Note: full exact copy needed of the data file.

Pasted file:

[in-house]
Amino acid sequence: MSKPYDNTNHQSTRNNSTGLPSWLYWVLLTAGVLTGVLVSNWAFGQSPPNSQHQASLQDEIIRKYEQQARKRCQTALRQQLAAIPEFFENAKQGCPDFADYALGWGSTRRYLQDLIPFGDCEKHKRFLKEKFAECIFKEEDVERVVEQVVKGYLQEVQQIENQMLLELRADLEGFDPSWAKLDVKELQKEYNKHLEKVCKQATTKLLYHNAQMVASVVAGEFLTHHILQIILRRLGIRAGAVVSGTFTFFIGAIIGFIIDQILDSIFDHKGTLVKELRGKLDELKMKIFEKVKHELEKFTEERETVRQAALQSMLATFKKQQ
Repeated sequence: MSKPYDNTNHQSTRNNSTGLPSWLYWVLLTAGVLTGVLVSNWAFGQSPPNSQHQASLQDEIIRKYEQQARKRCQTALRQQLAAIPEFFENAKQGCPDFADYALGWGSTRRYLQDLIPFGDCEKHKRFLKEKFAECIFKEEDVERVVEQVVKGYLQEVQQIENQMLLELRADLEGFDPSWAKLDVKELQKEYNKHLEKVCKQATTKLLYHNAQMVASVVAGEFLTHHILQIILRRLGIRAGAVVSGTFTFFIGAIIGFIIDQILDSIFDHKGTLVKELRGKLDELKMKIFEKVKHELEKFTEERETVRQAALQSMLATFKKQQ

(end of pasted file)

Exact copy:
[in-house]
Amino acid sequence: MSKPYDNTNHQSTRNNSTGLPSWLYWVLLTAGVLTGVLVSNWAFGQSPPNSQHQASLQDEIIRKYEQQARKRCQTALRQQLAAIPEFFENAKQGCPDFADYALGWGSTRRYLQDLIPFGDCEKHKRFLKEKFAECIFKEEDVERVVEQVVKGYLQEVQQIENQMLLELRADLEGFDPSWAKLDVKELQKEYNKHLEKVCKQATTKLLYHNAQMVASVVAGEFLTHHILQIILRRLGIRAGAVVSGTFTFFIGAIIGFIIDQILDSIFDHKGTLVKELRGKLDELKMKIFEKVKHELEKFTEERETVRQAALQSMLATFKKQQ
Repeated sequence: MSKPYDNTNHQSTRNNSTGLPSWLYWVLLTAGVLTGVLVSNWAFGQSPPNSQHQASLQDEIIRKYEQQARKRCQTALRQQLAAIPEFFENAKQGCPDFADYALGWGSTRRYLQDLIPFGDCEKHKRFLKEKFAECIFKEEDVERVVEQVVKGYLQEVQQIENQMLLELRADLEGFDPSWAKLDVKELQKEYNKHLEKVCKQATTKLLYHNAQMVASVVAGEFLTHHILQIILRRLGIRAGAVVSGTFTFFIGAIIGFIIDQILDSIFDHKGTLVKELRGKLDELKMKIFEKVKHELEKFTEERETVRQAALQSMLATFKKQQ